A week ago USPTO launched its new Financial Manager system. A core component of this FM system is The New USPTO.gov Account system. As explained on the USPTO web site, The New USPTO.gov Account system “will one day be your single means of accessing USPTO services and applications”. In other words, it will be a successor to the present-day system of logging in at EFS-Web and Private PAIR.
Unfortunately, the designers of the new USPTO FM system (who I guess are the same as the designers of The New USPTO.gov Account system) failed to follow through on a promise that the USPTO made back in 2012. I’m talking about a promise to let the customer pick how much time would pass before the customer would get forced into a logout from the system.
Continue reading “Conspicuous by its absence in the new USPTO Financial Manager system”
(Edited on August 15, 2018 to draw attention to the April 1, 2016 posting date.)
In an unpublicized move, the USPTO has relocated its “contingency” EFS-Web server to the Denver patent office.
This is, of course, welcome news. Customers of the USPTO well recall the massive system crash in December of 2015, in which the main EFS-Web server and the “contingency” EFS-Web server both crashed and were unavailable for some six days. That massive USPTO system crash reminded everyone of the many reasons why a backup server ought to be located at a geographically separate location from the location of the main server. The backup server ought to receive electrical power in a completely different way than the main server, from a different electric company. The backup server ought to be connected to the Internet in a completely different way than the main server, from a different Internet service provider. Responsible system practice calls for the minimization of the number of “single points of failure” that could knock out both systems at once.
According to the USPTO, a single event at the USPTO on December 22, 2015 having something to do with a power conditioning system knocked out both the main server and the “contingency” server.
Customers of the USPTO also well recall the system crash on May 14, 2014 when both the main EFS-Web server and the “contingency” server crashed for some eighteen hours.
So as I say, today’s development is welcome news. Starting today, April 1, 2016, any failure that were to knock out the main server in Alexandria, Virginia would be very unlikely to knock out the “contingency” server in the Denver patent office (or vice versa). They have different power sources, for example, and different Internet connections.
Kudos to the USPTO for taking this important step!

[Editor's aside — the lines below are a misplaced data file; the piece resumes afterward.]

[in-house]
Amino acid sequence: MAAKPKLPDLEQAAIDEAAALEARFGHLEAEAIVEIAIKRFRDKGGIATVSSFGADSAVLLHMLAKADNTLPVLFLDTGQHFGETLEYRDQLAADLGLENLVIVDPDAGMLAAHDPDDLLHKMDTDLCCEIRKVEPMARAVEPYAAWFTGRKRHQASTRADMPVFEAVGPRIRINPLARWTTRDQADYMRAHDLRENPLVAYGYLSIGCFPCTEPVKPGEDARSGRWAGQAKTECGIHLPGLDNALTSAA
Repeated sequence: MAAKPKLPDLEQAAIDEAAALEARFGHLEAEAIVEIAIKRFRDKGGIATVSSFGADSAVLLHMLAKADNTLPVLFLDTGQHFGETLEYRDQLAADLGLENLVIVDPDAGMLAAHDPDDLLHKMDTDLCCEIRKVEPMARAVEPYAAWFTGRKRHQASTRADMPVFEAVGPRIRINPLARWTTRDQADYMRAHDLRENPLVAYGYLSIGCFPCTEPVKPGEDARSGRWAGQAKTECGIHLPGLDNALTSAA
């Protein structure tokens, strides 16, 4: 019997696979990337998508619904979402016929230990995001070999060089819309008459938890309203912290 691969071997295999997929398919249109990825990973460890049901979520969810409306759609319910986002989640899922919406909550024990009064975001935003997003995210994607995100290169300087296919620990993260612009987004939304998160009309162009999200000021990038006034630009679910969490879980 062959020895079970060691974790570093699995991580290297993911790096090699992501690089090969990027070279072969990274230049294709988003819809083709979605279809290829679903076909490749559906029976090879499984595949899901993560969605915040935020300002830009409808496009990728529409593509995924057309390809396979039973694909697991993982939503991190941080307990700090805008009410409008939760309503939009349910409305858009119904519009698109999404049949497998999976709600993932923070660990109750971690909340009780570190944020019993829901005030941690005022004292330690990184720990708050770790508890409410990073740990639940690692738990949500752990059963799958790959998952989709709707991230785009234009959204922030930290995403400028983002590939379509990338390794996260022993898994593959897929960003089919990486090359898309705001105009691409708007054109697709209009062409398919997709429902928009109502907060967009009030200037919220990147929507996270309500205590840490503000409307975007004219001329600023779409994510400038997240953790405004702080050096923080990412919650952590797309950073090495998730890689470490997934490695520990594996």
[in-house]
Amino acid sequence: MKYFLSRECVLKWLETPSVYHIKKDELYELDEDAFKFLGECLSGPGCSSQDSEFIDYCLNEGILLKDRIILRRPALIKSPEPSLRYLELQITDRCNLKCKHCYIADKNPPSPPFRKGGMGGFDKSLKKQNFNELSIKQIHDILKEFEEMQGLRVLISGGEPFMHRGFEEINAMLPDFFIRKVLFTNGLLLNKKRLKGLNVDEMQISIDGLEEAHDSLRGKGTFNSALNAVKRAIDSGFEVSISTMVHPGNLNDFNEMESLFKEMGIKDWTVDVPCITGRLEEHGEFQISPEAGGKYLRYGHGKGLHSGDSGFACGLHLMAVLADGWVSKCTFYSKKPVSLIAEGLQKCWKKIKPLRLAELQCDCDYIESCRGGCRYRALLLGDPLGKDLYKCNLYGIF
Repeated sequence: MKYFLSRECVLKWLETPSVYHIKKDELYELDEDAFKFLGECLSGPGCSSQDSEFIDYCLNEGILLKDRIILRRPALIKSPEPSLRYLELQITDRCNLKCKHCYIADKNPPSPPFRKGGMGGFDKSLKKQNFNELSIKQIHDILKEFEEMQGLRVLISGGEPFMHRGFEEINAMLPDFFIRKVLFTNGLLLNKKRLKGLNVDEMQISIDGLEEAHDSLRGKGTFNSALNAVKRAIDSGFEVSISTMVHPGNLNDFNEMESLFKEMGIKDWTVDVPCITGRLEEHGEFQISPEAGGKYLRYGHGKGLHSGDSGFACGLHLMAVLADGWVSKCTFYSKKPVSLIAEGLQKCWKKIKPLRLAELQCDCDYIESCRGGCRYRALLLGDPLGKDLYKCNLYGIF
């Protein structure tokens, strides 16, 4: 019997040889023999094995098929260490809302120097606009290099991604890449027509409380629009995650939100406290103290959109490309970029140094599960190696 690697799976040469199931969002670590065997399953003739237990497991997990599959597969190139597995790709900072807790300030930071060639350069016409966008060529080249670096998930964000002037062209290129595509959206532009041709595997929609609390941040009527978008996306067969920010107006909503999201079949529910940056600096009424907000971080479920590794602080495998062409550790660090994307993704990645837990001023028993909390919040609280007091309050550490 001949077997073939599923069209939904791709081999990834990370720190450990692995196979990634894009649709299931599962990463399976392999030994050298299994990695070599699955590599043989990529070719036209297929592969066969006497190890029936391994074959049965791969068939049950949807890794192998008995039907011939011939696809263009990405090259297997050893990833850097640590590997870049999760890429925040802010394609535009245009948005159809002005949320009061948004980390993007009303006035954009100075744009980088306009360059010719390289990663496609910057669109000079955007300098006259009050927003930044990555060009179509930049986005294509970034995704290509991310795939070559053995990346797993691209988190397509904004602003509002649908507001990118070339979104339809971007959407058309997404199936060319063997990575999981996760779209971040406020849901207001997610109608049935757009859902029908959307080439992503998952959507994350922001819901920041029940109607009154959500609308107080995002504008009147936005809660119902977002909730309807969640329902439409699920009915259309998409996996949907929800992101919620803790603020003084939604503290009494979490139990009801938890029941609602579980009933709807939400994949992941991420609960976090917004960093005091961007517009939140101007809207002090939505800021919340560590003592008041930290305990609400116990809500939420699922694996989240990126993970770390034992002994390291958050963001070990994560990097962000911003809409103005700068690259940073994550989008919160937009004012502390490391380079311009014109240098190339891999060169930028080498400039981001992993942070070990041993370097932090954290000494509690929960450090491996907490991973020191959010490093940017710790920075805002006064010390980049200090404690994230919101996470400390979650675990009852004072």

The USPTO has made the long-awaited announcement that it is now possible to hand-carry patent and trademark applications for filing in the Detroit, Denver, San Jose, and Dallas patent offices. Each office has a staffed receiving window open until midnight local time, Monday through Friday, excepting federal holidays.
|Detroit patent office:
300 River Place South, Suite 2900, Detroit, MI 48207
Eastern time zone
|Denver patent office:
1961 Stout Street, Denver, CO 80294
Mountain time zone
|Dallas patent office:
207 South Houston Street, Dallas, TX 75202
Central time zone
|San Jose patent office:
26 South Fourth Street, San Jose, CA 95113
Pacific time zone
Importantly this will permit filers who are located nearby to the patent offices in Dallas, Denver, and San Jose to hand-carry patent and trademark applications to the local patent office until midnight local time, which is past midnight in Alexandria, Virginia. Such an application will receive a filing date based upon the local time. Thus for example a filer could get a same-day filing date in San Jose by hand carrying an application to the San Jose patent office just before midnight Pacific time, which is almost three hours past midnight in Alexandria, Virginia.
In its announcement, the USPTO cautions filers that if a patent application (other than a provisional application) is filed by means of hand-carrying, a $400 fee is charged for paper filing. That fee is reduced to $200 for a small entity and is further reduced to $100 for a micro entity.
Likewise a hand-carried trademark application incurs a higher government fee than an e-filed application, namely $375 per class as compared with $325 or less per class for an e-filed application.
According to the USPTO’s announcement, the new filing options are available starting today, April 1, 2016.
Have you tried out the new hand-carry filing options at any of these patent offices? If so, please post a comment below and describe how it went.
(Updated to admit that this is an April Fool’s posting.)